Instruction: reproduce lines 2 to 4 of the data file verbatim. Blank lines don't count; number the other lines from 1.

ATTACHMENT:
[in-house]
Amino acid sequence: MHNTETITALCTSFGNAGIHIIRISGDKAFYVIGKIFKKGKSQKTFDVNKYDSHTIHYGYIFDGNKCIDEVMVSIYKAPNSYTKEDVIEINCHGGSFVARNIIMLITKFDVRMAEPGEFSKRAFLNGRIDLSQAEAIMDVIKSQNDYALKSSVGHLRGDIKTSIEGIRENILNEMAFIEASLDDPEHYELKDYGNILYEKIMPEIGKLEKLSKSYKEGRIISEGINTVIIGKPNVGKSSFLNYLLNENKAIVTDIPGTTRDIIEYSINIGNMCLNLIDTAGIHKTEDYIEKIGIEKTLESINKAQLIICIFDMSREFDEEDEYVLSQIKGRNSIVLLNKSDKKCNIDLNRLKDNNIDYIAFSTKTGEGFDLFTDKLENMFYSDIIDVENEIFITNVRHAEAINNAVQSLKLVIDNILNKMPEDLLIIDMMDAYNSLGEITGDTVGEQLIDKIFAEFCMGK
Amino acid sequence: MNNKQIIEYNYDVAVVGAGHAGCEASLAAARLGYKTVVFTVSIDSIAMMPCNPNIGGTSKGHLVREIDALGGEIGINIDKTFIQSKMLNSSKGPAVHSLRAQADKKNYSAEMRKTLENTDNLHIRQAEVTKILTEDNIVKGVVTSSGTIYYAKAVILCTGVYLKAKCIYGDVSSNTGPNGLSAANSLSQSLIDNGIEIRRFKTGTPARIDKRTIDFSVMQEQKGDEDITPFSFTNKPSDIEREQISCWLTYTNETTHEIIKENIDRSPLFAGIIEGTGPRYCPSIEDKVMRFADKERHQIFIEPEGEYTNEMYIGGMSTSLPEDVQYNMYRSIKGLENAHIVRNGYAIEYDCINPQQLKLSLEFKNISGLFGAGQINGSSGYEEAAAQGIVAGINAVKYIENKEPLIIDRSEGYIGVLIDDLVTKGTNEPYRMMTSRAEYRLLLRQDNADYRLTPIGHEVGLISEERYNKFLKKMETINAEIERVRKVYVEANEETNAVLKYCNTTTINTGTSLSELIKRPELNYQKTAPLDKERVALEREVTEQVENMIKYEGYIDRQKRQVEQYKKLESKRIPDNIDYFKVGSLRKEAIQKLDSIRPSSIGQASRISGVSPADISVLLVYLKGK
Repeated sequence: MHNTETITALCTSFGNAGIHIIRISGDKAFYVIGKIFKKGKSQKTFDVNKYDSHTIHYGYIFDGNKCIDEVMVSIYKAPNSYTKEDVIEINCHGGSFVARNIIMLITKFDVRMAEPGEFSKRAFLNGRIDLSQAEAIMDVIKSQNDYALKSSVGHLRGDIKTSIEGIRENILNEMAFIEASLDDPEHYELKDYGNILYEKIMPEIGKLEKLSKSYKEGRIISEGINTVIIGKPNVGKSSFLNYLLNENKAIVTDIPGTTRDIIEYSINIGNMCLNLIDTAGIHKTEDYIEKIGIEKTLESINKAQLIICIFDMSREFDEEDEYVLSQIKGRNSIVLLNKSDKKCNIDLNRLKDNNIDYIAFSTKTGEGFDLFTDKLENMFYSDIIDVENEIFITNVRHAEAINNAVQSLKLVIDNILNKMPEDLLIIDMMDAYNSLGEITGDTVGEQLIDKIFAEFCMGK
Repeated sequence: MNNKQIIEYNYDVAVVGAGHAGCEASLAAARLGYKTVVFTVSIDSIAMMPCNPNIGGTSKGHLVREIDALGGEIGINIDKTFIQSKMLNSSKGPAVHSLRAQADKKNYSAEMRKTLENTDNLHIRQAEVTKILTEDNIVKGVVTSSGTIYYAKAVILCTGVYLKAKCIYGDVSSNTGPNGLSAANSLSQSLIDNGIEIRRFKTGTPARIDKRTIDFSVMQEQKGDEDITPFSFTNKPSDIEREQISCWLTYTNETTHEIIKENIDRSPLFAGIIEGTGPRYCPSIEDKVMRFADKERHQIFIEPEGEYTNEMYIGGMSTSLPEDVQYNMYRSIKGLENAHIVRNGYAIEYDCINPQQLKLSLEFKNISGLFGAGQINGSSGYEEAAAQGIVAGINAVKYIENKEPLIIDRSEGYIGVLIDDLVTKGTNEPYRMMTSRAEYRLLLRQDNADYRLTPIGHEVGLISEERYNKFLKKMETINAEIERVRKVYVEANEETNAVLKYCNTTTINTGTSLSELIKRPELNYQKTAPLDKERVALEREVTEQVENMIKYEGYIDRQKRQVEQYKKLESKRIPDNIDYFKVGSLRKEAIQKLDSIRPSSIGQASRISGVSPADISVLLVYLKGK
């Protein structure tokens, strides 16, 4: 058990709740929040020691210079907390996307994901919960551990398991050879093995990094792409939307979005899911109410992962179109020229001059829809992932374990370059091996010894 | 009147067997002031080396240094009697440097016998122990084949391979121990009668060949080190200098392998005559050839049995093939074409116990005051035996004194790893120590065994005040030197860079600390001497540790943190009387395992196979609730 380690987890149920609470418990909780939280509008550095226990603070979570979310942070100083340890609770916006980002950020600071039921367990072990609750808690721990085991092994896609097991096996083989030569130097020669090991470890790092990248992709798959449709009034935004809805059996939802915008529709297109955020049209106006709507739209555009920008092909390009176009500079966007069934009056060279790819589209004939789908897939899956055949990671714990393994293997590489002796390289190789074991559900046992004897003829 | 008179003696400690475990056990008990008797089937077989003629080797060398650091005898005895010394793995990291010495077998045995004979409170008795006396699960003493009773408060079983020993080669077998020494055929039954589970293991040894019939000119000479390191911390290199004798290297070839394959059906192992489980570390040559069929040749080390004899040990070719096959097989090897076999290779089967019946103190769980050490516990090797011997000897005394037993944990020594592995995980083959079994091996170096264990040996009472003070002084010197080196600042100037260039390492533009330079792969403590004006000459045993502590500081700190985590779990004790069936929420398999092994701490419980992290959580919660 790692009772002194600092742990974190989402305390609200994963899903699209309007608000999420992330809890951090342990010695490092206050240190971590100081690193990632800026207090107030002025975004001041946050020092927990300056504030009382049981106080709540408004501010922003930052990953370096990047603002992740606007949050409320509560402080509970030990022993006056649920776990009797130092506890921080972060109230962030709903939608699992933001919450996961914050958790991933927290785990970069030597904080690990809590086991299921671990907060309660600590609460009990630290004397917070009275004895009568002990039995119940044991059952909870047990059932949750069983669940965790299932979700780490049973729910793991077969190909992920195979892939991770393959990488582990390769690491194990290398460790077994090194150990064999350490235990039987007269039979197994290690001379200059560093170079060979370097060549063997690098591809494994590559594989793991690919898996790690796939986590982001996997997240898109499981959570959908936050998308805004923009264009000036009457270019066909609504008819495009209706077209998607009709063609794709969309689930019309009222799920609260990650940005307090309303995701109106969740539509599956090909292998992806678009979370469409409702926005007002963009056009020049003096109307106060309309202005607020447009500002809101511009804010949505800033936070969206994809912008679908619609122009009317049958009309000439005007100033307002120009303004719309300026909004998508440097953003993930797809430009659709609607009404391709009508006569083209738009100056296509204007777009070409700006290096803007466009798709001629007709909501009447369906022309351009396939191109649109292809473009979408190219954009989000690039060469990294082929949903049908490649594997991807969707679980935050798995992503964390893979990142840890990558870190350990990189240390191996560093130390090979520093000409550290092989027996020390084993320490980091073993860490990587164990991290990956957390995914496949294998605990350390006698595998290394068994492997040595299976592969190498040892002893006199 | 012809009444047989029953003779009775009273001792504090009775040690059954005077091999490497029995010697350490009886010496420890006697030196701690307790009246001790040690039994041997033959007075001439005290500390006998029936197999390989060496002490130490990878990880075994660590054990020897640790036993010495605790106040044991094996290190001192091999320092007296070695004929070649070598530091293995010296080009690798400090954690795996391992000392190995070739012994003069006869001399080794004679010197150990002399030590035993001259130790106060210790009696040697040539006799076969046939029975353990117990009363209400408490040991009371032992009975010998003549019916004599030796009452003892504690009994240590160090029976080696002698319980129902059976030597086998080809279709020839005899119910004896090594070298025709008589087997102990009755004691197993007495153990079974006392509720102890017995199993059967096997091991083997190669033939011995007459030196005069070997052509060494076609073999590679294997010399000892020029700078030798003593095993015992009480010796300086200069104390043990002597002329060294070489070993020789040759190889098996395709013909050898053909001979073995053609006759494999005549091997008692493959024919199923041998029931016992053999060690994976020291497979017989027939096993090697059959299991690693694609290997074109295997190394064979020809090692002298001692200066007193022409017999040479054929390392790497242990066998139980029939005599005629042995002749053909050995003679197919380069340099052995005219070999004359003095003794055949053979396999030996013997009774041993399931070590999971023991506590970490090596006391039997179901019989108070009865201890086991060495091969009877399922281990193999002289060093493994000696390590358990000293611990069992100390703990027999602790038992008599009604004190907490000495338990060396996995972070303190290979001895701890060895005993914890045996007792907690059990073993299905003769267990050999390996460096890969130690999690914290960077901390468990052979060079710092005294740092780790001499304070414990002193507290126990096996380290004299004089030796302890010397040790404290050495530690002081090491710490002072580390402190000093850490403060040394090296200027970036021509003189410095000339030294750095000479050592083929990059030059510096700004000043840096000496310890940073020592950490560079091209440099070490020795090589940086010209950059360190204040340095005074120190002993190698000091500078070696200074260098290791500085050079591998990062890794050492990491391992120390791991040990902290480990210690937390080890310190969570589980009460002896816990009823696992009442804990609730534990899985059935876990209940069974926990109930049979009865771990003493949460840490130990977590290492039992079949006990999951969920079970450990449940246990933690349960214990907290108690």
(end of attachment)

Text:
Amino acid sequence: MHNTETITALCTSFGNAGIHIIRISGDKAFYVIGKIFKKGKSQKTFDVNKYDSHTIHYGYIFDGNKCIDEVMVSIYKAPNSYTKEDVIEINCHGGSFVARNIIMLITKFDVRMAEPGEFSKRAFLNGRIDLSQAEAIMDVIKSQNDYALKSSVGHLRGDIKTSIEGIRENILNEMAFIEASLDDPEHYELKDYGNILYEKIMPEIGKLEKLSKSYKEGRIISEGINTVIIGKPNVGKSSFLNYLLNENKAIVTDIPGTTRDIIEYSINIGNMCLNLIDTAGIHKTEDYIEKIGIEKTLESINKAQLIICIFDMSREFDEEDEYVLSQIKGRNSIVLLNKSDKKCNIDLNRLKDNNIDYIAFSTKTGEGFDLFTDKLENMFYSDIIDVENEIFITNVRHAEAINNAVQSLKLVIDNILNKMPEDLLIIDMMDAYNSLGEITGDTVGEQLIDKIFAEFCMGK
Amino acid sequence: MNNKQIIEYNYDVAVVGAGHAGCEASLAAARLGYKTVVFTVSIDSIAMMPCNPNIGGTSKGHLVREIDALGGEIGINIDKTFIQSKMLNSSKGPAVHSLRAQADKKNYSAEMRKTLENTDNLHIRQAEVTKILTEDNIVKGVVTSSGTIYYAKAVILCTGVYLKAKCIYGDVSSNTGPNGLSAANSLSQSLIDNGIEIRRFKTGTPARIDKRTIDFSVMQEQKGDEDITPFSFTNKPSDIEREQISCWLTYTNETTHEIIKENIDRSPLFAGIIEGTGPRYCPSIEDKVMRFADKERHQIFIEPEGEYTNEMYIGGMSTSLPEDVQYNMYRSIKGLENAHIVRNGYAIEYDCINPQQLKLSLEFKNISGLFGAGQINGSSGYEEAAAQGIVAGINAVKYIENKEPLIIDRSEGYIGVLIDDLVTKGTNEPYRMMTSRAEYRLLLRQDNADYRLTPIGHEVGLISEERYNKFLKKMETINAEIERVRKVYVEANEETNAVLKYCNTTTINTGTSLSELIKRPELNYQKTAPLDKERVALEREVTEQVENMIKYEGYIDRQKRQVEQYKKLESKRIPDNIDYFKVGSLRKEAIQKLDSIRPSSIGQASRISGVSPADISVLLVYLKGK
Repeated sequence: MHNTETITALCTSFGNAGIHIIRISGDKAFYVIGKIFKKGKSQKTFDVNKYDSHTIHYGYIFDGNKCIDEVMVSIYKAPNSYTKEDVIEINCHGGSFVARNIIMLITKFDVRMAEPGEFSKRAFLNGRIDLSQAEAIMDVIKSQNDYALKSSVGHLRGDIKTSIEGIRENILNEMAFIEASLDDPEHYELKDYGNILYEKIMPEIGKLEKLSKSYKEGRIISEGINTVIIGKPNVGKSSFLNYLLNENKAIVTDIPGTTRDIIEYSINIGNMCLNLIDTAGIHKTEDYIEKIGIEKTLESINKAQLIICIFDMSREFDEEDEYVLSQIKGRNSIVLLNKSDKKCNIDLNRLKDNNIDYIAFSTKTGEGFDLFTDKLENMFYSDIIDVENEIFITNVRHAEAINNAVQSLKLVIDNILNKMPEDLLIIDMMDAYNSLGEITGDTVGEQLIDKIFAEFCMGK